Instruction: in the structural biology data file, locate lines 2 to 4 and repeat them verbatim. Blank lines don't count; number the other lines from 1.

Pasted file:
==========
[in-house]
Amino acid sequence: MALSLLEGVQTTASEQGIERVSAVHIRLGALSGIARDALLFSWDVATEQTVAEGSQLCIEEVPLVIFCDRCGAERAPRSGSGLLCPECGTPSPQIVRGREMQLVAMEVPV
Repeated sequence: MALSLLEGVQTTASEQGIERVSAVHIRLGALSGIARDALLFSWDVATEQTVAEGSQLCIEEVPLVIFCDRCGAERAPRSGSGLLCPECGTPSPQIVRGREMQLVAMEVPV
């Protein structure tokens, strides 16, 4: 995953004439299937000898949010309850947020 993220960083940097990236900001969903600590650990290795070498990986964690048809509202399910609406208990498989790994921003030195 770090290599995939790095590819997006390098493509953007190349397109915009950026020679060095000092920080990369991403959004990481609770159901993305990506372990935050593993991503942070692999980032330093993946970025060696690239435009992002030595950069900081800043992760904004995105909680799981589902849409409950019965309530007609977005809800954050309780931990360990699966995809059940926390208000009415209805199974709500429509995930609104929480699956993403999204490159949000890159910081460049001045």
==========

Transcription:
Amino acid sequence: MALSLLEGVQTTASEQGIERVSAVHIRLGALSGIARDALLFSWDVATEQTVAEGSQLCIEEVPLVIFCDRCGAERAPRSGSGLLCPECGTPSPQIVRGREMQLVAMEVPV
Repeated sequence: MALSLLEGVQTTASEQGIERVSAVHIRLGALSGIARDALLFSWDVATEQTVAEGSQLCIEEVPLVIFCDRCGAERAPRSGSGLLCPECGTPSPQIVRGREMQLVAMEVPV
């Protein structure tokens, strides 16, 4: 995953004439299937000898949010309850947020 993220960083940097990236900001969903600590650990290795070498990986964690048809509202399910609406208990498989790994921003030195 770090290599995939790095590819997006390098493509953007190349397109915009950026020679060095000092920080990369991403959004990481609770159901993305990506372990935050593993991503942070692999980032330093993946970025060696690239435009992002030595950069900081800043992760904004995105909680799981589902849409409950019965309530007609977005809800954050309780931990360990699966995809059940926390208000009415209805199974709500429509995930609104929480699956993403999204490159949000890159910081460049001045």